Go west, young man. In fact, go anywhere you like. Just remember to send a post card.

Several even pettier gods were sitting at a long table discussing their latest plan for blowing up the world while several billion petty people stood listening at the door. You might think Iím joking, but Iím not. If somebody doesnít do something about these petty gods, we will all be attending a lot more petty funerals.

Please, be more specific.

Why? Werenít you listening?

Will the real petty god please stand up?

Once upon a time, there was a petty maiden who lost her petty mind when her petty boyfriend was killed in a petty war organized by petty gods in the name of several petty arms dealers and a sticky, petty substance called oil. There. Is that specific enough for you?

Actually, itís a little too specific. Could you please back off a little?

Very well. Once upon a time, there was a generic maiden singing a generic lullaby to a generic, fatherless child. Now. Are there any questions? How about you, there, in the front row? Come on, donít be shy. Remember, weíre all here to learn.

Yes. I have a question. What were the words to the generic lullaby the generic maiden was singing to the generic, fatherless child?

Good question. The words were, Baby, please forgive us for what we have done. Let me kiss your tears away, tomorrow will be a better day, that is, for everyone except your dead father, who was caught up in something he couldnít understand, being something of a child himself, oh, how I miss him, oh, how I loved him, oh, how I remember the wonderful times we had together. There are several more verses, but Iím sure you get the idea.

And it rained hamburgers for forty days and forty nights, and the ketchup on them wasnít really ketchup, but human blood. And the petty god in charge said, Donít worry, Iíll make it up to you. Do this in remembrance of me and Iíll increase your credit limit.

Then the ambulance came and scraped us off the pavement. And the bells rang, and the whistles blew, and day became night, and night became day, and morning became afternoon, and dusk became dawn, and so on and so on, until everyone was bored and went home to watch reality television. Like I always say, when youíre tired of living, thereís always reality.

Once upon a time, an exhausted maiden finished folding her familyís laundry and went out to the mailbox. Sale! several voices cried at once. Sale! The maiden closed the mailbox and looked both ways down the street. She saw no one, other than the usual teeming throng of ill-behaved snot-nosed brats and their ill-behaved snot-nosed parents trying to beat their skulls in and spitting and complaining and drinking and cursing and arguing about politics. She opened it again. Act Now! several voices cried at once. You Canít Afford To Wait Any Longer! There Has Never Been A Better Time! And she said to herself, Is it just me, or have we maybe lost a little something along the way?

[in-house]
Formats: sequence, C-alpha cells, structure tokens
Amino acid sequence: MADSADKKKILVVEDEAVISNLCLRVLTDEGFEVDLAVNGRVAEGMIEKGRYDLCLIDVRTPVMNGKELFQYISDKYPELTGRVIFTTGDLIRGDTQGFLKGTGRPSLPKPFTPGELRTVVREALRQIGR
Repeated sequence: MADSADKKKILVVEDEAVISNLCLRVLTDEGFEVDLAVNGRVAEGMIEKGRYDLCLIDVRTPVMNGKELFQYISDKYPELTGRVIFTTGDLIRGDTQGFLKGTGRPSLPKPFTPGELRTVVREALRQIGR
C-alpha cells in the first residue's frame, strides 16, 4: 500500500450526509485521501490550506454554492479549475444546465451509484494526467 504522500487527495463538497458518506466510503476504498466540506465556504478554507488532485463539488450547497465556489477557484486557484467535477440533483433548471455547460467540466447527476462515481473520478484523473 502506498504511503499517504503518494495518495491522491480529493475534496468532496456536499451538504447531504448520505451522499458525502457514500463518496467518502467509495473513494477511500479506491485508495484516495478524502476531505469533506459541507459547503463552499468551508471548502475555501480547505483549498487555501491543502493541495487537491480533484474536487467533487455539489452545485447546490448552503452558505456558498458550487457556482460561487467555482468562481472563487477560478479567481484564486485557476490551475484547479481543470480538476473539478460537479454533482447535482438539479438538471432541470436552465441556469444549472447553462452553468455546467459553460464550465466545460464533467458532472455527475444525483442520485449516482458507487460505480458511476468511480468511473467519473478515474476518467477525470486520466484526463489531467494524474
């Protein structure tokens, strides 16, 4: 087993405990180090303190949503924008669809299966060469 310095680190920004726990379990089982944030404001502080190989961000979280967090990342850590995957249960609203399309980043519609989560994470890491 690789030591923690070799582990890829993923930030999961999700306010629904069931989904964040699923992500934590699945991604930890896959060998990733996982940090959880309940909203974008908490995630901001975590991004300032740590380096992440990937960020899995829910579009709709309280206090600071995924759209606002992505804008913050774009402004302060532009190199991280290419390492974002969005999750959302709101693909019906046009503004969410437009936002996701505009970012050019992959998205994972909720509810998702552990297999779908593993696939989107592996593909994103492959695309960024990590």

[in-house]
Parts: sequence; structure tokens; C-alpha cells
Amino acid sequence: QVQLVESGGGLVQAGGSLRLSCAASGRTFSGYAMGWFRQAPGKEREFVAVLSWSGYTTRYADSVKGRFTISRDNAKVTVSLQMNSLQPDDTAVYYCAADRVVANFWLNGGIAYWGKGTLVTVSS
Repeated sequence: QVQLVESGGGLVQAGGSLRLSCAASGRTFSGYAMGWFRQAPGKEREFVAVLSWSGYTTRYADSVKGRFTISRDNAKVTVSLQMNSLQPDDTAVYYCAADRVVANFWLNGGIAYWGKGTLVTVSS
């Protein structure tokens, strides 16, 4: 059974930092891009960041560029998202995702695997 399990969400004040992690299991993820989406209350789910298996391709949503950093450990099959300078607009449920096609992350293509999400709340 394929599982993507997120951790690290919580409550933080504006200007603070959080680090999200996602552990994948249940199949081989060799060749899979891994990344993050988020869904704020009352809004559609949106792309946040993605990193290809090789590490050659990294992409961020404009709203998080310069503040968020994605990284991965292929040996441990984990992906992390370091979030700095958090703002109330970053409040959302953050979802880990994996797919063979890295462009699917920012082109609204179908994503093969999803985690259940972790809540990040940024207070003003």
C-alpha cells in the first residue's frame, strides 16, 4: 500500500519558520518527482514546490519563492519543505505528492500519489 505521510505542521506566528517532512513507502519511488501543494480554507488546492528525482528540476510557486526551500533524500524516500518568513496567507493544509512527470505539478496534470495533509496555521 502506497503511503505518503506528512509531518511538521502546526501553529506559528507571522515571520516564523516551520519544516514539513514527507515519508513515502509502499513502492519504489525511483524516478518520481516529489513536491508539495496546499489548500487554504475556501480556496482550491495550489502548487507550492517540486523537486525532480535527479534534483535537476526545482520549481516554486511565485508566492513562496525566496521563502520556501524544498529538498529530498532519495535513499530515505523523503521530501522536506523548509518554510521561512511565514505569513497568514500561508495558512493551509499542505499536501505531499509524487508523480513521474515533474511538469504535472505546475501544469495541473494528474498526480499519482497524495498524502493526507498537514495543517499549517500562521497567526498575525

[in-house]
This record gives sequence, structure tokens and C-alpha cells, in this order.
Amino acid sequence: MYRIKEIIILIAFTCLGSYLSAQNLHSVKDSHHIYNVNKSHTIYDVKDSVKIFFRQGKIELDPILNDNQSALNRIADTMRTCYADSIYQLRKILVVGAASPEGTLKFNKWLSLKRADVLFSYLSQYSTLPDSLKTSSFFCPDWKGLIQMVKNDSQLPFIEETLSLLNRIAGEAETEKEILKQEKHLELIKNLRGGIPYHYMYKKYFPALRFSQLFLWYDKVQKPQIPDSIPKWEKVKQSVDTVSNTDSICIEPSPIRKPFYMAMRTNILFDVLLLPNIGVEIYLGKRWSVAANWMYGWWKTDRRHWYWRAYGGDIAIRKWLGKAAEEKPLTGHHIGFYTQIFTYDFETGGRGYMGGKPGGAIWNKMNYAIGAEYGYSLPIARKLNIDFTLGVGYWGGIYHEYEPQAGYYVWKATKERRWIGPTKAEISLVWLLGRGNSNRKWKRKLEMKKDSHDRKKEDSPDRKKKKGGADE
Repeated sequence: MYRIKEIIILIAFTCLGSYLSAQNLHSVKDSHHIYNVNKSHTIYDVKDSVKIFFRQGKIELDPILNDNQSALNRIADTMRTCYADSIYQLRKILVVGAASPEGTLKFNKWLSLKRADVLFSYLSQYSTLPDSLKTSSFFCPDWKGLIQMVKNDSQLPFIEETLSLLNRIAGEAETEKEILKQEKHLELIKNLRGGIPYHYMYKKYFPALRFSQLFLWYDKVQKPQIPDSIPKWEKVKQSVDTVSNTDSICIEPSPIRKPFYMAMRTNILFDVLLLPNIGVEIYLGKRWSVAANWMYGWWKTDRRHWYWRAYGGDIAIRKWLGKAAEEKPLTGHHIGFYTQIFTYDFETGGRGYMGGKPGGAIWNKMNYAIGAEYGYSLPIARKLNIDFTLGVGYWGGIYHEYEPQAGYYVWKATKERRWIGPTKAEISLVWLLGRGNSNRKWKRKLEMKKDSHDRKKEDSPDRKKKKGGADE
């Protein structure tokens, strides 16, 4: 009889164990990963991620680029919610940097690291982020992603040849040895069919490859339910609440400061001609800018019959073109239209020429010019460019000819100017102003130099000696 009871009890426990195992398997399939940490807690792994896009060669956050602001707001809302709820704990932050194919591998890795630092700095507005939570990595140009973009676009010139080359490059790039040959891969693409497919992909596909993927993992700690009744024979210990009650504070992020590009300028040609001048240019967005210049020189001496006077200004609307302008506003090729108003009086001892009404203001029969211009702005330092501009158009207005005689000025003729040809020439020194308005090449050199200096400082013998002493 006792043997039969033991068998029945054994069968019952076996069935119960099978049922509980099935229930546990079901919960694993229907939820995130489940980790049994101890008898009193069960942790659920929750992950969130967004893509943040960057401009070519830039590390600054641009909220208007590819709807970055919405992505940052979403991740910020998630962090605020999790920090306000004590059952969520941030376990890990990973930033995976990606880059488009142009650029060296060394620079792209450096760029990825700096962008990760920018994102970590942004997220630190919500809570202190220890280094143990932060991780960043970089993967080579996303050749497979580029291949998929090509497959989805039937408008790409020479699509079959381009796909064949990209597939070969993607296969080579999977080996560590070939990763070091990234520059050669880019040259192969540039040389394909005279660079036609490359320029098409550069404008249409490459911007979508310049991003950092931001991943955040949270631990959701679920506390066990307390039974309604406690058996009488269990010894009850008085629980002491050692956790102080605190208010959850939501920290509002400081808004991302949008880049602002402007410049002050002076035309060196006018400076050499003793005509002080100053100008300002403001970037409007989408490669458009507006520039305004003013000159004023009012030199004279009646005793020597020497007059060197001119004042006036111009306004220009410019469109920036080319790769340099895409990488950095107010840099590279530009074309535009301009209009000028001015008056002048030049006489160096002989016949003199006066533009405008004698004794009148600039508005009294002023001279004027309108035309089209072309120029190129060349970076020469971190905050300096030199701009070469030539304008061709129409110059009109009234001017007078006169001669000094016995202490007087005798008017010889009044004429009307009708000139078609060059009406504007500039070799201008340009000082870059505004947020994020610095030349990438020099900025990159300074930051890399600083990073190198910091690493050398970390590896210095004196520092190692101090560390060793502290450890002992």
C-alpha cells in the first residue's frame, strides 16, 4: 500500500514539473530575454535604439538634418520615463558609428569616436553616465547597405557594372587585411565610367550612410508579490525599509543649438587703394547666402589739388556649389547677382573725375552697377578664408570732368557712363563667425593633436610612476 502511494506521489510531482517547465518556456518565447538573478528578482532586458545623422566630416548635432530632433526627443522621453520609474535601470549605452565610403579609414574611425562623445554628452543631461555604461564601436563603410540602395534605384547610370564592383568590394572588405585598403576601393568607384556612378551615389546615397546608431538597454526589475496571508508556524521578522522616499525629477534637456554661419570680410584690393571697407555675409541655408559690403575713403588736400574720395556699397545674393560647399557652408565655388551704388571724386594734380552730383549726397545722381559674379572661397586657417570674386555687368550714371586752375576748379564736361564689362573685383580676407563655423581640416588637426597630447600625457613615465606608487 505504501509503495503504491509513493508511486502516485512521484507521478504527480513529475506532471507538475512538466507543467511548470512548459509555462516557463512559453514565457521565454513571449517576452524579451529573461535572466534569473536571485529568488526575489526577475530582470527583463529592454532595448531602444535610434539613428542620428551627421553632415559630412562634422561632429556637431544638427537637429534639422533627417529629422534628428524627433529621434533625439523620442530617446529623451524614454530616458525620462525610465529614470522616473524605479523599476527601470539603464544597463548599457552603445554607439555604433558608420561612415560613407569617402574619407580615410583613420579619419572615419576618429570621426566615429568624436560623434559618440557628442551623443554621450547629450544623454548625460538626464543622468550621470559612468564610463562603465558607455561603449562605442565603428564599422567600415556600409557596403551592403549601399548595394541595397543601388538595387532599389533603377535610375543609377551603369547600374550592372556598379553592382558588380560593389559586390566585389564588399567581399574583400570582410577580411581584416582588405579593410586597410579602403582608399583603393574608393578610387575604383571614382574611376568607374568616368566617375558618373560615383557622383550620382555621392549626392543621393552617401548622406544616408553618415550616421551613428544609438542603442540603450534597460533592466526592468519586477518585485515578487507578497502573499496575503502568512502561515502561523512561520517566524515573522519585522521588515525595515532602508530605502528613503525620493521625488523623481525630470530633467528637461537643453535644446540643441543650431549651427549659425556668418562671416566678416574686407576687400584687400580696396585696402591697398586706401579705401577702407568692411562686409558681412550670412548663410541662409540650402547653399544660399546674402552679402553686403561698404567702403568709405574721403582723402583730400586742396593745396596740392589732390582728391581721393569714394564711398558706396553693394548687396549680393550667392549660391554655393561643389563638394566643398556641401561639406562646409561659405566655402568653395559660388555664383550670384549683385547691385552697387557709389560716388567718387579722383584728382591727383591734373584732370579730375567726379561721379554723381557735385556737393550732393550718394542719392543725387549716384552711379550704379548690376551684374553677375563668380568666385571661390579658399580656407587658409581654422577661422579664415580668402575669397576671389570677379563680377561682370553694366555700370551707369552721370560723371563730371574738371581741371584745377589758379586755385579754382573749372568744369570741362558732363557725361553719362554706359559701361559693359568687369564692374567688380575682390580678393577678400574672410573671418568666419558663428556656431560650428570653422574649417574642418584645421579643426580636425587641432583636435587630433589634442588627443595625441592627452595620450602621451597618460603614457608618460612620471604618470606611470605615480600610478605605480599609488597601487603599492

They hauled us to the mortuary, but no one claimed us. The phone didnít ring. The discreet buzzer didnít buzz. The guest book remained empty. So we signed our own names, just to get things started. Weíve got a great deal on caskets, a man in a dark suit said. Thatís nice, I said. But itís whatís in them that bothers me. The man smiled. And by smiled, I mean, he didnít smile. He did something else. His lips went up and I could see his teeth, but his eyes said, Yes, and moving right along . . . did you hear the one about the . . . and then he stopped smiling. A big relief. Then the petty god said, If itís all the same to you, Iíve got a business to run. And I said, Heís right, you know. Might as well let him go. What about you? the suit ó I mean the man ó said. Donít you want to go with him? We stared at each other. Being dead, I won. The man ó I mean the suit ó looked away. I get the message, I said. I know when Iím not wanted. You tell him, the petty god said. Shut up, I said. Who are you telling to shut up? the petty god said. Have you no respect for the dead?